A career in social work is not likely to help you gain a six-figure salary, but it’s a rewarding and in-demand field that touches many facets of everyday life. In the wake of the COVID-19 pandemic, social workers have become heavily sought after as individuals, communities, and the government have realized the importance of adopting mental health and support services.
4 things to know about a master’s degree in social workBY Kayla SolinoMay 26, 2023, 2:54 PM
Jobs in social work are expected to grow 9% by 2031, a rate faster than the average across all occupations, according to the U.S. Bureau of Labor Statistics. Though the number of social work jobs is rising, it’s not easy to simply jump into this field. That’s because a master’s degree in social work (MSW) is often required for many roles in clinics or as a supervisor—and applicants to master’s programs must complete various requirements both inside and outside of class.
The master’s degree is the universal standard for advanced social work practice says Yvonne Chase, president-elect of the board of directors for the National Association of Social Workers. She’s also an associate professor at the University of Alaska-Anchorage.
“The MSW does open the doors to many other things—you can go into private practice, you can work in the government systems,” Chase tells Fortune. “It’s the MSW that you actually need to move forward and that gives you the flexibility to move into all these various specialty areas.”
Before pursuing this advanced degree, however, you’ll need to find a program that best fits your lifestyle. Fortune’s directory of online MSW programs can help narrow your search because we’ve compiled a variety of information—including details about the programs, required credit hours, fieldwork components, and cost. That said, there are some additional things to consider about this master’s degree. Here’s what you need to know.
Your bachelor’s degree matters…somewhat
While anyone can pursue a master’s degree in social work, you must have at least a bachelor’s degree from any accredited college or university. You don’t need a bachelor’s in social work (BSW) to enroll in traditional or regular standing MSW programs, but if you have a BSW, you may be eligible for advanced-standing MSW programs. Advanced standing programs often shorten the total time it takes to complete an MSW degree since it usually requires fewer hours of fieldwork and credit hours.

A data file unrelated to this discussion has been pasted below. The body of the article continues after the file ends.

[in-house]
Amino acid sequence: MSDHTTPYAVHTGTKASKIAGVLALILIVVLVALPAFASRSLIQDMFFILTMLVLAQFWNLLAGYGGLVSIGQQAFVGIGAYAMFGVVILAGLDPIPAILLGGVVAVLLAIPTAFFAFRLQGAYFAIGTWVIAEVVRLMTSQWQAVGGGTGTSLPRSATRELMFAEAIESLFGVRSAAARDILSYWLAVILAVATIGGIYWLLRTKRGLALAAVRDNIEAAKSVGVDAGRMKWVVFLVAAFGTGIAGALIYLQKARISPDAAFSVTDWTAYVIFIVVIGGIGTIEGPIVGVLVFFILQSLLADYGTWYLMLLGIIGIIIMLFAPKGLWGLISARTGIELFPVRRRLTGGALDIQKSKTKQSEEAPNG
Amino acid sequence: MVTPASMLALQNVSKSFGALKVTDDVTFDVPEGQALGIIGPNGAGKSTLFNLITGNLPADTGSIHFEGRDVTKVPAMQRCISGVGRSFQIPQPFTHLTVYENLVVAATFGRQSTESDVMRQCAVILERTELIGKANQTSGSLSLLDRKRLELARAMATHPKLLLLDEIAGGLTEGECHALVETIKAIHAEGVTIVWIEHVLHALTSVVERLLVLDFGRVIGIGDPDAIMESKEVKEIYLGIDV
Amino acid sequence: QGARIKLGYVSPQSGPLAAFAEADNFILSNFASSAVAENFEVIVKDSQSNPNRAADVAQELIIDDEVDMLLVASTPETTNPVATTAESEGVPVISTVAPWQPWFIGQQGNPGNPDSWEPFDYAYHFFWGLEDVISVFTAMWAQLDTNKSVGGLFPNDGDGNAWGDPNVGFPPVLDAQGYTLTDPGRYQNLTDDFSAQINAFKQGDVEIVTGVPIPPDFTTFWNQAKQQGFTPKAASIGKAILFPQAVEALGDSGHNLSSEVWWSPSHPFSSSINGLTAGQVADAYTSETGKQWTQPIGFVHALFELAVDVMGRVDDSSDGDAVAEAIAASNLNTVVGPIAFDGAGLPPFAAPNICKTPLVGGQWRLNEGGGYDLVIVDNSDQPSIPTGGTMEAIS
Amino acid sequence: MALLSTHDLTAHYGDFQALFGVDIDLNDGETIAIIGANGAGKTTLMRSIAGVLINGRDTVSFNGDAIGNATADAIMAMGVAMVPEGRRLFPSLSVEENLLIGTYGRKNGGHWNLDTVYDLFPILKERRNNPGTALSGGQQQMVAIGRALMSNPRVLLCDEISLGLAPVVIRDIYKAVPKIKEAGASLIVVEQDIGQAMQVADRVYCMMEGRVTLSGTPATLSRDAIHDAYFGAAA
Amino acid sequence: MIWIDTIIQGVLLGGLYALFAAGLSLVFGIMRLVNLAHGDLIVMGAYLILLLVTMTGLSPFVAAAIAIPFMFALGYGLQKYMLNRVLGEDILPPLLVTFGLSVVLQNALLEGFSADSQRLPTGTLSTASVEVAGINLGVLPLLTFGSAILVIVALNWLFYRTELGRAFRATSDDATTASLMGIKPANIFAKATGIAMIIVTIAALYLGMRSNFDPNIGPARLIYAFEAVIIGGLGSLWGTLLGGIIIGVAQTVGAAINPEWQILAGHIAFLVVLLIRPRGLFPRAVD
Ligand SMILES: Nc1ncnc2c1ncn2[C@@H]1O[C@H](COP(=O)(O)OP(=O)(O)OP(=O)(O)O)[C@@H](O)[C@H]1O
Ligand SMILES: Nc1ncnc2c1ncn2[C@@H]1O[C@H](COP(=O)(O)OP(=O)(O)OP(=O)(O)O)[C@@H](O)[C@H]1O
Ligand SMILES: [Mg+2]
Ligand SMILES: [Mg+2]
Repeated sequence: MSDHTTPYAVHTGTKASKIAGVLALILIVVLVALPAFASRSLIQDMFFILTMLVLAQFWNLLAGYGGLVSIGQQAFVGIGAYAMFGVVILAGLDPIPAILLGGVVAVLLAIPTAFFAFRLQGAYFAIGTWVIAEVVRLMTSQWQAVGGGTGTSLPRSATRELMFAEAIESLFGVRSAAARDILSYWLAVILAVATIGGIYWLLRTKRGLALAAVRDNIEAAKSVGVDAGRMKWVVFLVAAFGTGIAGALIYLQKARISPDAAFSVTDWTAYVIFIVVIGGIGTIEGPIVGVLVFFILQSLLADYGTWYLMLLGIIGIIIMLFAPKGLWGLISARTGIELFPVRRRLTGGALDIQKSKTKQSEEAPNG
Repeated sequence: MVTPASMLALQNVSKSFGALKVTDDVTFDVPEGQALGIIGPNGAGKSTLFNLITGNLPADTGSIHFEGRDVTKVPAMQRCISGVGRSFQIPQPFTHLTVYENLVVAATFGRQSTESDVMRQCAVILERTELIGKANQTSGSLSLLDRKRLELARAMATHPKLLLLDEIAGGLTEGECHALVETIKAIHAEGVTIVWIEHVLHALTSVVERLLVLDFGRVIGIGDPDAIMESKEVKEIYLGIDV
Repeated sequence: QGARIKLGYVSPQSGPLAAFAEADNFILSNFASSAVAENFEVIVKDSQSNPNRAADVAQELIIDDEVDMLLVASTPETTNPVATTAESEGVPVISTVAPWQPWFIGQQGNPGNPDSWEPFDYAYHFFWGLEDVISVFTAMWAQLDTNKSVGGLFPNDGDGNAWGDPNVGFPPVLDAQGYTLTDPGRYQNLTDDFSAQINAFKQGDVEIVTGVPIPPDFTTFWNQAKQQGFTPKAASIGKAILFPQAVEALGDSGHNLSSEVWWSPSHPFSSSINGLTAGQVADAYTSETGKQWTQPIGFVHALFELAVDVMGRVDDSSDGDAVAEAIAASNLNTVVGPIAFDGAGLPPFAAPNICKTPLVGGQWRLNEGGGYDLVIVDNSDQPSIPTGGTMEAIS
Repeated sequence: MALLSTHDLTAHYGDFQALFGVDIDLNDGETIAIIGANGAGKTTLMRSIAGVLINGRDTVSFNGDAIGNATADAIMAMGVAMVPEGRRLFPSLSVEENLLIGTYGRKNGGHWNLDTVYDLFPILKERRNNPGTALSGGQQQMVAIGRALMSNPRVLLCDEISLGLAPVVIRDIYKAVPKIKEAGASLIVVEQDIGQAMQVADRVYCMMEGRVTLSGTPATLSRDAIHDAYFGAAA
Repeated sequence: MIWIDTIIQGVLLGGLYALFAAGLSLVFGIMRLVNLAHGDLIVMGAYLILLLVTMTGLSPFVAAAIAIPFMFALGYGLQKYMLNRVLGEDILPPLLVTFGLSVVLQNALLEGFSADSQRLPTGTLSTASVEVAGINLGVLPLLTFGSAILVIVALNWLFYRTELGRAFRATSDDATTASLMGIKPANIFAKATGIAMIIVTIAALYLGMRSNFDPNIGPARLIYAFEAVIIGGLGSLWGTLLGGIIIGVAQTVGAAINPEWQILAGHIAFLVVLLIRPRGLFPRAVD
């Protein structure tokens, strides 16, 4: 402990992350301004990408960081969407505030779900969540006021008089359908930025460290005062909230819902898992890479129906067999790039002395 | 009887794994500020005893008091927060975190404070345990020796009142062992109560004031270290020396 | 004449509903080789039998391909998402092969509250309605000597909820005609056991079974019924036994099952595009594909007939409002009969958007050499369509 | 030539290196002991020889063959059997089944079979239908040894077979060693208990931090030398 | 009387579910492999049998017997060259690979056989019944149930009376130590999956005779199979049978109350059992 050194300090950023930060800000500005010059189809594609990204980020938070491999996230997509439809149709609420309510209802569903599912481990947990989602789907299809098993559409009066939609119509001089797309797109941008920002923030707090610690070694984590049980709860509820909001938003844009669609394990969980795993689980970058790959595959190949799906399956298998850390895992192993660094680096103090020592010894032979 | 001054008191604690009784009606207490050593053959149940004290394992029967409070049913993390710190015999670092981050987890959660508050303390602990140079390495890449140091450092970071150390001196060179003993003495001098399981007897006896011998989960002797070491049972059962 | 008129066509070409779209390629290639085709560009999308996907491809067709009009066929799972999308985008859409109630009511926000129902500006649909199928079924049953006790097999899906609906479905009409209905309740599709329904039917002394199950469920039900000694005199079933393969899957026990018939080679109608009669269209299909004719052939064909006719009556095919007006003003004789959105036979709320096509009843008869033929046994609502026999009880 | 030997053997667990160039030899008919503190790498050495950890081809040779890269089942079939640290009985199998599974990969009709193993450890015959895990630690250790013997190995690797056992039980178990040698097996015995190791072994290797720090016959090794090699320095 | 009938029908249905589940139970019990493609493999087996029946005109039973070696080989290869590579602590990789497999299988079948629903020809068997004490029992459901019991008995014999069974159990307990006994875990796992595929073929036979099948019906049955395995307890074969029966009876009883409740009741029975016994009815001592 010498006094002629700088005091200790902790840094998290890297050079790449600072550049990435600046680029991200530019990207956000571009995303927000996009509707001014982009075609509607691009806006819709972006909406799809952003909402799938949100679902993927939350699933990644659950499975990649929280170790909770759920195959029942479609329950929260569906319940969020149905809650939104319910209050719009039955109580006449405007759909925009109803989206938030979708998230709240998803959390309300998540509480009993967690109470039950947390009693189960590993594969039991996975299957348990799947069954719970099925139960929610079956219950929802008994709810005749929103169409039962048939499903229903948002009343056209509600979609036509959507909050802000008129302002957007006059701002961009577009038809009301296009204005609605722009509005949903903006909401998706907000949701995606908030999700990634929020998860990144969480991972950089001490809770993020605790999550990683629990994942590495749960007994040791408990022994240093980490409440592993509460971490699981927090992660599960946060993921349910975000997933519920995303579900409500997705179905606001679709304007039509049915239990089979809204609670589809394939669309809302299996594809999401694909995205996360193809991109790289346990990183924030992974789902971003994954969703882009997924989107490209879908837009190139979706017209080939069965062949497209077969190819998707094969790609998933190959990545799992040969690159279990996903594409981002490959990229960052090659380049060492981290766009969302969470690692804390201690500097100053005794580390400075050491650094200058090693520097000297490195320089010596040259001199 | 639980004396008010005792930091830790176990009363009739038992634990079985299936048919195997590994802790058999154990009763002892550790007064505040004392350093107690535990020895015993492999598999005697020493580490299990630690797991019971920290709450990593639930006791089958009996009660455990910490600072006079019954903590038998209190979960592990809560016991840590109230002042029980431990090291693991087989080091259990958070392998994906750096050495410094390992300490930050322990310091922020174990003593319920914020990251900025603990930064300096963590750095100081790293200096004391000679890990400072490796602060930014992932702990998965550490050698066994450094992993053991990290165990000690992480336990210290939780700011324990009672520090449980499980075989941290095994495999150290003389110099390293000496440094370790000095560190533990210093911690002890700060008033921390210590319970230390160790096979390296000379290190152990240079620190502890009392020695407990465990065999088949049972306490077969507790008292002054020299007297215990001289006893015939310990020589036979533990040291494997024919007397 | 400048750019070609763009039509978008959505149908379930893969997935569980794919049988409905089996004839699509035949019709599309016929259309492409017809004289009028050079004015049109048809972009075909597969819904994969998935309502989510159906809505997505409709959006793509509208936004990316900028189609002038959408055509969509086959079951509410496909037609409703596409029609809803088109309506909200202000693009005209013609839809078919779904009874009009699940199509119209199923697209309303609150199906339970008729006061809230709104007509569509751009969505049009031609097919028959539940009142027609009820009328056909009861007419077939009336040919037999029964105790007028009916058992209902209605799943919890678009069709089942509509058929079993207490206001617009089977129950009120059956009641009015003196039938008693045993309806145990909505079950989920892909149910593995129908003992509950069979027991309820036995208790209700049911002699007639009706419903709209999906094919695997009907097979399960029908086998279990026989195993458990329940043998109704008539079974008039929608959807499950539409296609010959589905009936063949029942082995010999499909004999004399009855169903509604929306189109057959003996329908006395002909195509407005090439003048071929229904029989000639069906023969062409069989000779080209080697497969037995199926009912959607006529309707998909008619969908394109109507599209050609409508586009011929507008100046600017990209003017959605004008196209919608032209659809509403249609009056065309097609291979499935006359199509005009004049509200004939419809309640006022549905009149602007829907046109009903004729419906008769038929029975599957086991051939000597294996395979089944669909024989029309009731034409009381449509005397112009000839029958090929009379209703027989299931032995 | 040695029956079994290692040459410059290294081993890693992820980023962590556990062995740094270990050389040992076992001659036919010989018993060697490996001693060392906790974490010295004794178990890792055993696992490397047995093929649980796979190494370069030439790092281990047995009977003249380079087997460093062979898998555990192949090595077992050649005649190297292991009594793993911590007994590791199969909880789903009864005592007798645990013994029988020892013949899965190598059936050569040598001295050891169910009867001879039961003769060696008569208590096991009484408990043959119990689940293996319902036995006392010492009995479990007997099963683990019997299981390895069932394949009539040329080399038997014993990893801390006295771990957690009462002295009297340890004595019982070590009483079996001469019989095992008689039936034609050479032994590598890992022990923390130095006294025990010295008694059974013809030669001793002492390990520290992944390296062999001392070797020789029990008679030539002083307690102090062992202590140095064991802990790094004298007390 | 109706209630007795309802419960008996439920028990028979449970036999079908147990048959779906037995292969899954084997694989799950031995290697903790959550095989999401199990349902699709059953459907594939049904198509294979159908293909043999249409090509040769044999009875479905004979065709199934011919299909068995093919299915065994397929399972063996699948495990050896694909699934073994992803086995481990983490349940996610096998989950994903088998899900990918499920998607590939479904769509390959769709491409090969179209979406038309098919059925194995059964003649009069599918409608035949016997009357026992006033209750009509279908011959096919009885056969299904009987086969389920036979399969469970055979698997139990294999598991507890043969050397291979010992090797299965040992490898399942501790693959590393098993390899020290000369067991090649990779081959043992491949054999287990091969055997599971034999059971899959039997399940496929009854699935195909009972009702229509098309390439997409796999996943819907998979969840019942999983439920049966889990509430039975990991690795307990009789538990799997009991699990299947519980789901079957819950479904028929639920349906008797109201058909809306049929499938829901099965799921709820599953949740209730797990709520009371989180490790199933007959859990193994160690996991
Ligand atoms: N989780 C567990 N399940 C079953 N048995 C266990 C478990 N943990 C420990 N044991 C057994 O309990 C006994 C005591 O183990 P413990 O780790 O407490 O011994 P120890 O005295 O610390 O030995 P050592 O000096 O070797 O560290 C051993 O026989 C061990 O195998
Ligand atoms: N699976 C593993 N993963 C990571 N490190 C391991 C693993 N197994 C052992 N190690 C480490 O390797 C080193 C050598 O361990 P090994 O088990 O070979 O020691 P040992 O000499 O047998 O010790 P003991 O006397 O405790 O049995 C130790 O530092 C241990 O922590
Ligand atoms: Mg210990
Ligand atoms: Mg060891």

Regular standing MSW programs typically require at least 60 credit hours of coursework and take on average of two to three years to complete versus the 12 to 15 months for advanced standing programs. Advanced standing eligibility and program details can differ by institution, so be sure to read up on any prospective program you may be interested in.
To be eligible for advanced standing MSW placement at certain schools, your BSW degree is subject to a statute of limitations. That means you must have obtained this degree within a specific timeframe—typically within the last five to 10 years, to ensure that as an MSW candidate you will learn the most up-to-date industry knowledge.
For example, at West Virginia University, a student can be considered for advanced standing if their degree was obtained within the last eight years. At Baylor University, that timeframe is within the last five years. Other programs have no limitations, like the University of Alabama’s one-year, full-time advanced standing track.
Fieldwork is required
Fieldwork is a large time commitment for students, but it’s often a necessary component of MSW programs to ensure the degrees are compliant with the Council on Social Work Education’s (CSWE) Commission on Accreditation.